Link to this page: https://www.socialistparty.org.uk/issue/774/17125
MPs' pay to rise to £74,000...
Many MPs have lamented how wrong it is that they're in line for another whopping pay rise of 11%, bringing their basic salaries to £74,000 a year.
And that's never mind the other jobs and business interests many of them have. But alas, they tell us, there's nothing they can do - an independent panel (Ipsa) decided that's what should happen so their hands are tied.
Well that wasn't the position of Dave Nellist, Labour Party MP in Coventry from 1983 to 1992, and member of the Socialist Party and its forerunner, Militant. A recent article on the BBC website pointed out Dave's principled stand:
Mr Nellist, now 60 and still an active member of the Socialist Party, was unemployed for the six months before he was elected, but had worked in a factory for many years.
He would only accept the average wage of a skilled factory worker in Coventry, which amounted to 46% of his salary as an MP.
...Mr Nellist said he saw his political career as being akin to that of a union rep in a factory.
"At the time, we were going into the [MP] job like a convenor in a factory, we had the time to do the job but not three times the wage or holidays," he said.
"The engineering union used to work out the returns of all the factories in Coventry and averaged their wages - equivalent to £28,000 or £29,000 nowadays - so that was what I took home."
"I accepted every penny of the full salary, but as the Labour Party we gave away roughly £35,000 [per year in today's money] to help the families of miners in the 80s, community groups, pensioners."
He dismissed the idea that the more someone is paid, the more they will achieve.
"The suggestion by [Ipsa chairman] Sir Ian Kennedy that the pay rise would be a way of keeping MPs from claiming more expenses is frankly amazing - I was almost lost for words," he said.
"It's basically saying they'll get a bung on their salary as a way of keeping them in line."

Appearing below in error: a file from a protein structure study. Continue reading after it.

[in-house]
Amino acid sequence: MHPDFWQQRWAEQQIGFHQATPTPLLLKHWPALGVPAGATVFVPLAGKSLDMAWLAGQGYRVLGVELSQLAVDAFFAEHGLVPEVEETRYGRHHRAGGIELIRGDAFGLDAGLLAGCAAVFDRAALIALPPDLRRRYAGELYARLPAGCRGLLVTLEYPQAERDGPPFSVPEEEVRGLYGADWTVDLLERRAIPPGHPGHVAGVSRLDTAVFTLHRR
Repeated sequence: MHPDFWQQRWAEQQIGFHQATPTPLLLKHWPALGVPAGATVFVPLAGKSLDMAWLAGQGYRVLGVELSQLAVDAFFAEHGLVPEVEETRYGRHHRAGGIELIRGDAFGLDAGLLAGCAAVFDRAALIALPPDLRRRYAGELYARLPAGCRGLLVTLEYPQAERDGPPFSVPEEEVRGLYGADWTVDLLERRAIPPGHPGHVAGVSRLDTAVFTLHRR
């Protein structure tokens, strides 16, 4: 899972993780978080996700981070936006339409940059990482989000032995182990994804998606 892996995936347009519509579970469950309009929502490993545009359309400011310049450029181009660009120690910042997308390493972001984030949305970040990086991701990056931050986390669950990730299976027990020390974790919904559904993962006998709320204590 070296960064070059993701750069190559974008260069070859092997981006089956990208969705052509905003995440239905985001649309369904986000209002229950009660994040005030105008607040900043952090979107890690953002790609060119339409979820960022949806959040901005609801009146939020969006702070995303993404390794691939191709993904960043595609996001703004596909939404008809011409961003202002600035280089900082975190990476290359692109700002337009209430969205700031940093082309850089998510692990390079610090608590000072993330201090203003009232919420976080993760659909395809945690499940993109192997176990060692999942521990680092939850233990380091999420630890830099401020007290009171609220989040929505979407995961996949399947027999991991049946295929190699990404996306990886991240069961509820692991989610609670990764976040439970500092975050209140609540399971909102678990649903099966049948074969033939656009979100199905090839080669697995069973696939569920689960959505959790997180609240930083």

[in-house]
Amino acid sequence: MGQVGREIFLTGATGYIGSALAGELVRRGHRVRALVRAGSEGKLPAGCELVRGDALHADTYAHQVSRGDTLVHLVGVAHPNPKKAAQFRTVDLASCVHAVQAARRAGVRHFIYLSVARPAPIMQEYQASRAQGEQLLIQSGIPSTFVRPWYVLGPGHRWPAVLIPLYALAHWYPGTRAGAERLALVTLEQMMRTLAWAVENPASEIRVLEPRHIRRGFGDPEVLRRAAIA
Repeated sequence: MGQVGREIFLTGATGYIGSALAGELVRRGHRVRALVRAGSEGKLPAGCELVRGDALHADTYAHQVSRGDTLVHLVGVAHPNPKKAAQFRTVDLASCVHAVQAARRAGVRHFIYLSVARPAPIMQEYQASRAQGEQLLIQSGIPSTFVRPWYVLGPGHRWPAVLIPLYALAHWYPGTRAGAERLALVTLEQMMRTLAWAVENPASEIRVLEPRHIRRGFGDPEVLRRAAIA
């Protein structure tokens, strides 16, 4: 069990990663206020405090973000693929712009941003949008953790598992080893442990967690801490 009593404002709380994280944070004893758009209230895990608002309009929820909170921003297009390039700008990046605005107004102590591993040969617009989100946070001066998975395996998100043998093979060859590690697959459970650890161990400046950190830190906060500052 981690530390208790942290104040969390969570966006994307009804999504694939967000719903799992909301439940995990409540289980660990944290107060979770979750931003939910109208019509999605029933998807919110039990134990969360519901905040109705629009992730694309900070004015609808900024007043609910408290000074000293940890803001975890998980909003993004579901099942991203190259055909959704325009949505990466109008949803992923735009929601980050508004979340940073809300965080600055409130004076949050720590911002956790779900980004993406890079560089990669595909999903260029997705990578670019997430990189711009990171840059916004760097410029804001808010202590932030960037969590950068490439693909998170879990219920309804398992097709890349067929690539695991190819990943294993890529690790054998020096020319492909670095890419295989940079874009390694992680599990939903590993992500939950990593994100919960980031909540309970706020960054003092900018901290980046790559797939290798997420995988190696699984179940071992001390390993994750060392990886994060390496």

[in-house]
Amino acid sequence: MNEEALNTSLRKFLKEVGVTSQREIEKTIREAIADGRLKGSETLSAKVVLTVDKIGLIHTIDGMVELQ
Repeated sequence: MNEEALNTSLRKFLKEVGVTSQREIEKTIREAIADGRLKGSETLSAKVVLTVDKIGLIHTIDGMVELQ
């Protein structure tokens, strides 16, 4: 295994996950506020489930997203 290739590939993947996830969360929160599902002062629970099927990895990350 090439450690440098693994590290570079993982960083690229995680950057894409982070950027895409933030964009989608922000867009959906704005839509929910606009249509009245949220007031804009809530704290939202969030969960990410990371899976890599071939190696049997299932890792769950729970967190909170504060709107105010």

Mr Nellist believes public representatives like councillors and MPs should be able to empathise with the people affected by political decisions.
"With a 9% average fall in people's earnings, MPs should not be getting a rise - it insulates them from those day-to-day problems like food and fuel which have rocketed.
"Millions have to get by on much less [than MPs] so that is why we should pay them so they share the pain and the gain."
...while they slash benefits for the poorest
The rolling out of the Con-Dems' cruel cap on benefits has now begun.
Benefits for out-of-work families will be capped at a total of £26,000. This can mean a cut in income of hundreds of pounds a month for some.
Despite being challenged on his facts and figures, Tory Work and Pensions Secretary Iain Duncan Smith continues to look gleeful at the prospect of plunging thousands into dire poverty.
Now the Con-Dems are threatening to lower the cap further and to attack benefits for teenage mothers even more.
The policy is based on making the working class pay for the bankers' crisis and the lie that those on benefits are better off than those in work.
They want to set us against each other in the hope that we don't fight them and their system.
The main reason any comparison is even possible is because the minimum wage is so low and jobs so poor and insecure that in-work poverty is sky-high.
But measly benefits are no better. And what Duncan Smith and his cronies ignore is that many of the poorest people in work have to claim benefits too.
If the cap was based on average income rather than average wages it would be £31,500 (according to the New Statesman).
The cap takes no account of how many people are in a family so those with four or more children will be particularly badly affected.
Homelessness is expected to increase by 40,000 - which will actually make the policy more expensive than the current system because councils will have to spend so much more on temporary housing. The use of foodbanks will undoubtedly sky-rocket even further.
But none of that matters to Duncan Smith, Osborne and Co. With their pay about to hit three times what the cap is, why would it?!
In The Socialist 17 July 2013:
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